Category Archives: Data Modelling

The Flaws of the Classic Data Warehouse Architecture

This CDWA has served us well the last twenty years. In fact, up to five years ago we had good reasons to use this architecture. The state of database, ETL, and reporting technology did not really allow us to develop something else. All the tools were aimed at supporting the CDWA. But the question right now is: twenty years later, is this still the right architecture? Is this the best possible architecture we can come up with, especially if we consider the new demands and requirements, and if we look at new technologies available in the market? My answer would be no! To me, we are slowly reaching the end of an era. An era where the CDWA was king. It is time for change. This article is the first in a series on the flaws of the CDWA and on an alternative architecture, one that fits the needs and wishes of most organizations for (hopefully) the next twenty years. Let’s start by describing some of the CDWA flaws.

The first flaw is related to the concept of operational business intelligence. More and more, organizations show interest in supporting operational business intelligence. What this means is that the reports that the decision makers use have to include more up-to-date data. Refreshing the source data once a day is not enough for those users. Decision makers who are quite close to the business processes especially need 100% up-to-date data. But how do you do this? You don’t have to be a technological wizard to understand that, if data has to be copied four or five times from one data storage layer to another, to get from the production databases to the reports, doing this in just a few seconds will become close to impossible. We have to simplify the architecture to be able to support operational business intelligence. Bottom line, what it means is that we have to remove data storage layers and minimize the number of copy steps.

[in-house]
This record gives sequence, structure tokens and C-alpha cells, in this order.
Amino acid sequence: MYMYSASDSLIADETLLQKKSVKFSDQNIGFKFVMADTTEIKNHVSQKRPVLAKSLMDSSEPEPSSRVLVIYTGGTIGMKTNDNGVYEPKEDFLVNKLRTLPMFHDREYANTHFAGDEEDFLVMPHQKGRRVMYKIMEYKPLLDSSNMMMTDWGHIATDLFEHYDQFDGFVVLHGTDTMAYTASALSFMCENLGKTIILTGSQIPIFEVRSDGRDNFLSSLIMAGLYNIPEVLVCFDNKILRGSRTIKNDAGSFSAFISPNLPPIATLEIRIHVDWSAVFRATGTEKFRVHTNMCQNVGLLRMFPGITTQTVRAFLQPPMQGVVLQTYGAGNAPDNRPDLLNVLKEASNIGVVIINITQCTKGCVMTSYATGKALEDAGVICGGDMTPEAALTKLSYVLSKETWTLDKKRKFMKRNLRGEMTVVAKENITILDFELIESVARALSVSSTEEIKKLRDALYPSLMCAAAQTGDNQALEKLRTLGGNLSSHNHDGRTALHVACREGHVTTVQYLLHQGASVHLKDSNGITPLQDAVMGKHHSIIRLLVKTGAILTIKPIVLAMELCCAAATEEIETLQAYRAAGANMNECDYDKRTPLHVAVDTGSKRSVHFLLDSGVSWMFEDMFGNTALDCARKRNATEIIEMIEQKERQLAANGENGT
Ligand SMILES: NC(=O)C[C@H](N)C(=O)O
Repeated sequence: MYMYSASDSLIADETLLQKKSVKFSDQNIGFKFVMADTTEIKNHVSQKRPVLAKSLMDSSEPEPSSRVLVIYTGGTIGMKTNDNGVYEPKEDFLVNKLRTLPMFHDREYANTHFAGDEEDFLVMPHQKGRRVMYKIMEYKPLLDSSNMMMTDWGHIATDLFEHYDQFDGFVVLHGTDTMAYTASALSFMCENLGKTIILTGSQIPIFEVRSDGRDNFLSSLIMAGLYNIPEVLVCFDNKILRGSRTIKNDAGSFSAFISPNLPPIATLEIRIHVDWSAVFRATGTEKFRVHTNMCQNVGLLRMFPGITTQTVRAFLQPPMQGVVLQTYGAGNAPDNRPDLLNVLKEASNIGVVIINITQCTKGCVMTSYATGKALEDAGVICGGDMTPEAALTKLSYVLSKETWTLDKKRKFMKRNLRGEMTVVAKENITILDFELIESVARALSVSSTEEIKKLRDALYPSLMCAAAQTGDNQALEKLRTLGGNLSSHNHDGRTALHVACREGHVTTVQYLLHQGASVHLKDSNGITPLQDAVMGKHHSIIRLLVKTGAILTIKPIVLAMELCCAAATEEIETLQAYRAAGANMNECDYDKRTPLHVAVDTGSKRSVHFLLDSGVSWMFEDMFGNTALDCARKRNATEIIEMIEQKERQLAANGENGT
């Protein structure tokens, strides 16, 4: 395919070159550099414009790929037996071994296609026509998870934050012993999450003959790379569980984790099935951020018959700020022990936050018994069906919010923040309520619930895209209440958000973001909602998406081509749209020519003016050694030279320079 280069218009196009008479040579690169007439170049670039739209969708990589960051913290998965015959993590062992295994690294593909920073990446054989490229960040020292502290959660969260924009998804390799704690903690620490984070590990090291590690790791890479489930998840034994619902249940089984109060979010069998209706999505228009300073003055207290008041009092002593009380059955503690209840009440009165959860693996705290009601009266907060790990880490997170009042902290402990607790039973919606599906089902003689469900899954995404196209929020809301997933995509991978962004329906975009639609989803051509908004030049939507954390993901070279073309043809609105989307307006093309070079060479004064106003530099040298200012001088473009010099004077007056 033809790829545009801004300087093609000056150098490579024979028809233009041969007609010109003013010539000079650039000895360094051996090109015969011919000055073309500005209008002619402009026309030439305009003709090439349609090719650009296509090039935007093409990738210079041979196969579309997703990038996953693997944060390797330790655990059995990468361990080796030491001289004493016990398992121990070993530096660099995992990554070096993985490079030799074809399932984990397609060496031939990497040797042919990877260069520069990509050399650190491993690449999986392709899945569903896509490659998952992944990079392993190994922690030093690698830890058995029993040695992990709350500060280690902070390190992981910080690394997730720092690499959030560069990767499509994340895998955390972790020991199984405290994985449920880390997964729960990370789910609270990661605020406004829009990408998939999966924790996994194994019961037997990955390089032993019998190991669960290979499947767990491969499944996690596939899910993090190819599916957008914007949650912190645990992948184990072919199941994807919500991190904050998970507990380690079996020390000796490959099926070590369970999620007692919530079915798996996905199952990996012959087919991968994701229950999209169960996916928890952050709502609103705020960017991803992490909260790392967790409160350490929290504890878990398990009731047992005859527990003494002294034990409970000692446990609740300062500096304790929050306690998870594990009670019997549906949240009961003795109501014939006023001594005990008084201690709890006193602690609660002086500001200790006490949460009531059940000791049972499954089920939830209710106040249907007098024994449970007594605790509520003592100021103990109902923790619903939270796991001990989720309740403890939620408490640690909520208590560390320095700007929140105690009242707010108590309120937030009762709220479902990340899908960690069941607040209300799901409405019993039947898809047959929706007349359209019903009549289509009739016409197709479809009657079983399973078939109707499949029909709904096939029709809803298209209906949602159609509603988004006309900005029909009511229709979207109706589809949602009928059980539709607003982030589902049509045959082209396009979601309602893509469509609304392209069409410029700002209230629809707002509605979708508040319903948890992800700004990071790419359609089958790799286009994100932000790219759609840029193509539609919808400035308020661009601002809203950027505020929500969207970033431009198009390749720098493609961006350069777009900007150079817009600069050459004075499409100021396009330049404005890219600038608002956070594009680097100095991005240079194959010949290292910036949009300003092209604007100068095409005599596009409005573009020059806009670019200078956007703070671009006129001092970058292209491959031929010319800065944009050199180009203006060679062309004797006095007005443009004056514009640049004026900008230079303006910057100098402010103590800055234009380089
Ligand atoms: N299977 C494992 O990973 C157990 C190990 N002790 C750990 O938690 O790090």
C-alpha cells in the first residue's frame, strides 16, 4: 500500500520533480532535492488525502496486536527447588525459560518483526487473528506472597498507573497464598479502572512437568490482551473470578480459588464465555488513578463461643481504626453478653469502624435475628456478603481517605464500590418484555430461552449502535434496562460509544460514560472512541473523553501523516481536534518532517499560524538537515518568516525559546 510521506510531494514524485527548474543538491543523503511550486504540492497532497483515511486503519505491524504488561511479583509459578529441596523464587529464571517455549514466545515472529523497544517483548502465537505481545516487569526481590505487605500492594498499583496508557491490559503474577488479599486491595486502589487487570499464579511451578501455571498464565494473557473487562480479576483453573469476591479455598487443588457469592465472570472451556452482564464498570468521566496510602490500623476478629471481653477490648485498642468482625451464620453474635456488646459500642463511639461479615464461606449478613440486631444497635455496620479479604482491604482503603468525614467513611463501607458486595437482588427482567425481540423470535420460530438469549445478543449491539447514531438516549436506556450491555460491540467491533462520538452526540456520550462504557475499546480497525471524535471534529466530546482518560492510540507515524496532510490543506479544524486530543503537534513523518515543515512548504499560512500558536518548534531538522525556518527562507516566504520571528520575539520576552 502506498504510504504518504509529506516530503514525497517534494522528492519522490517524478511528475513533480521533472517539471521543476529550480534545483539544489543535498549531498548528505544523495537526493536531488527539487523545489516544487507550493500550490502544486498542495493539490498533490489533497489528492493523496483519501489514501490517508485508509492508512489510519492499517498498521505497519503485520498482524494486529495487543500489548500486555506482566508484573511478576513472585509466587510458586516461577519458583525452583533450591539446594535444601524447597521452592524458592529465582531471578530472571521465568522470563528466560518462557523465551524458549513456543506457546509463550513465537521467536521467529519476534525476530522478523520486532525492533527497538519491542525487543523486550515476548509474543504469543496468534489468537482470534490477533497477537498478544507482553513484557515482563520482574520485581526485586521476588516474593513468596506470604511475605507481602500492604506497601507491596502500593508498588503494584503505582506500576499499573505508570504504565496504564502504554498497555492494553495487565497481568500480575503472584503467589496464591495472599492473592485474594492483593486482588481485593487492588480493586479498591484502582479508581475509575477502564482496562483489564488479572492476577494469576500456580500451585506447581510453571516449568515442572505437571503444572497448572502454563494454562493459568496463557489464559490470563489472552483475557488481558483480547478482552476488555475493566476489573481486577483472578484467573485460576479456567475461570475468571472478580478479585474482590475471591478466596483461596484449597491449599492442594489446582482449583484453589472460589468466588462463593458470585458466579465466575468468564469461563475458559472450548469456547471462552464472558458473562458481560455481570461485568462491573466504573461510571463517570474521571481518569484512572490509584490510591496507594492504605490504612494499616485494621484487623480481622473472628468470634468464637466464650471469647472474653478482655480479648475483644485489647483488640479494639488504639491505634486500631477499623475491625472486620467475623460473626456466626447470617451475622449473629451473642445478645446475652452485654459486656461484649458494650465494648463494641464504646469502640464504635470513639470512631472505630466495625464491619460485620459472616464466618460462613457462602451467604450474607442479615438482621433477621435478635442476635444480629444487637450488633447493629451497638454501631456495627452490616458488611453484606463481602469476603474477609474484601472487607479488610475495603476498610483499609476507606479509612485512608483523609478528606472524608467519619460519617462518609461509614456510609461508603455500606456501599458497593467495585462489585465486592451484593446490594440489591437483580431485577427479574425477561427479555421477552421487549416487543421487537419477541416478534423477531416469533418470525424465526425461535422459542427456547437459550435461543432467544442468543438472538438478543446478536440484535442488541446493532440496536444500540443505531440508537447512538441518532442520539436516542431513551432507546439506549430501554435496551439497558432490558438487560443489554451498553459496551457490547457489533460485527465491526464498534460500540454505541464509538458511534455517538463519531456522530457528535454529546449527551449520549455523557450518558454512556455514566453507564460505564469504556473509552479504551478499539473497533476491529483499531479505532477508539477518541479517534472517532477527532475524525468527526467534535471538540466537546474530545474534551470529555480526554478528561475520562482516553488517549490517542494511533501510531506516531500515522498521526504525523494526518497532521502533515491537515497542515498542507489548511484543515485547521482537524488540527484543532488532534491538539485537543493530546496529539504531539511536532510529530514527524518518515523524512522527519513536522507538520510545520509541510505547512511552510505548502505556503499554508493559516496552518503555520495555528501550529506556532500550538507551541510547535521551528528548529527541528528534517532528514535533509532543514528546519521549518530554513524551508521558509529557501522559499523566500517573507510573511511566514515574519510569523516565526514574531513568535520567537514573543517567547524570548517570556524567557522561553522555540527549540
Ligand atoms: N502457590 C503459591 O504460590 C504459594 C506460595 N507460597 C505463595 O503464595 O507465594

Great read from BEye Network. Part 1 and Part 2.

Data Modelling – Pros and Cons

How to insulate an organization against change – Data Modelling. Read more on its Pros and Cons.

Industry experts concur — to a degree. For one thing, says veteran data warehouse architect Mark Madsen, a principal with consultancy Third Nature and author of Clickstream Data Warehousing, what proponents such as Kalido and Sybase mean by “judicious” use of a data modeling tool takes an awful lot for granted.

“It presupposes that if you have all of your systems’ data models in a tool, then changes that are imposed will be easy,” he says, citing system changes, upgrades, and merger/acquisition activity that brings new systems into the fold as three among many common disruptions. “That’s like saying that because you have a map of outer Mongolia, a trip from one side to the other will be a simple matter of driving.”

Madsen isn’t entirely dismissive, just skeptical. “I accept that having the data models together and linked will help things like compliance efforts. For example, Visa [requires] that you control access to all databases that contain credit card numbers,” he acknowledges, “but that also presupposes that the models are somehow kept up to date, something that is generally pretty unlikely and usually a manual process.”